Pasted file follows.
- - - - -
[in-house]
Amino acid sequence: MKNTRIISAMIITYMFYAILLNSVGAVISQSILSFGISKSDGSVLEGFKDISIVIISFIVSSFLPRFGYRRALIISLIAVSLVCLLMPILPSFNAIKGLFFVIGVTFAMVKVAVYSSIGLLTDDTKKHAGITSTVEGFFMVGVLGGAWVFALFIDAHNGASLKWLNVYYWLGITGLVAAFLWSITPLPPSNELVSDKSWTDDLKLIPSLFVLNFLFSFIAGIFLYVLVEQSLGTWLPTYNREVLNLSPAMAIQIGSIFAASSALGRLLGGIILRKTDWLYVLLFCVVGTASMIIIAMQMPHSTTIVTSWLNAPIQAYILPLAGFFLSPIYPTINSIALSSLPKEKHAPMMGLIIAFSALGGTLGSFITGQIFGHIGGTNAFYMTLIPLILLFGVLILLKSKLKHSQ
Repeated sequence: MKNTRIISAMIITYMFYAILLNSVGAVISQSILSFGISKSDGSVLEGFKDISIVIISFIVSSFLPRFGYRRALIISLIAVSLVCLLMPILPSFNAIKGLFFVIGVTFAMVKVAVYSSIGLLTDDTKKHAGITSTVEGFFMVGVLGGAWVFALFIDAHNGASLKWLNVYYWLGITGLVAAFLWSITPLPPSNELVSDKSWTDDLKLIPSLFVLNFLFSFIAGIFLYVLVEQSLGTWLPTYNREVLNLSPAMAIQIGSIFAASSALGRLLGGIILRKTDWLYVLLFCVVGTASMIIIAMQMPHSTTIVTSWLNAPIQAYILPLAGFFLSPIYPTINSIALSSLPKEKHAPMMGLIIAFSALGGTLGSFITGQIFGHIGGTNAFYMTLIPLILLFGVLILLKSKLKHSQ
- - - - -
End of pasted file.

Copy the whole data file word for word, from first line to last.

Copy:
[in-house]
Amino acid sequence: MKNTRIISAMIITYMFYAILLNSVGAVISQSILSFGISKSDGSVLEGFKDISIVIISFIVSSFLPRFGYRRALIISLIAVSLVCLLMPILPSFNAIKGLFFVIGVTFAMVKVAVYSSIGLLTDDTKKHAGITSTVEGFFMVGVLGGAWVFALFIDAHNGASLKWLNVYYWLGITGLVAAFLWSITPLPPSNELVSDKSWTDDLKLIPSLFVLNFLFSFIAGIFLYVLVEQSLGTWLPTYNREVLNLSPAMAIQIGSIFAASSALGRLLGGIILRKTDWLYVLLFCVVGTASMIIIAMQMPHSTTIVTSWLNAPIQAYILPLAGFFLSPIYPTINSIALSSLPKEKHAPMMGLIIAFSALGGTLGSFITGQIFGHIGGTNAFYMTLIPLILLFGVLILLKSKLKHSQ
Repeated sequence: MKNTRIISAMIITYMFYAILLNSVGAVISQSILSFGISKSDGSVLEGFKDISIVIISFIVSSFLPRFGYRRALIISLIAVSLVCLLMPILPSFNAIKGLFFVIGVTFAMVKVAVYSSIGLLTDDTKKHAGITSTVEGFFMVGVLGGAWVFALFIDAHNGASLKWLNVYYWLGITGLVAAFLWSITPLPPSNELVSDKSWTDDLKLIPSLFVLNFLFSFIAGIFLYVLVEQSLGTWLPTYNREVLNLSPAMAIQIGSIFAASSALGRLLGGIILRKTDWLYVLLFCVVGTASMIIIAMQMPHSTTIVTSWLNAPIQAYILPLAGFFLSPIYPTINSIALSSLPKEKHAPMMGLIIAFSALGGTLGSFITGQIFGHIGGTNAFYMTLIPLILLFGVLILLKSKLKHSQ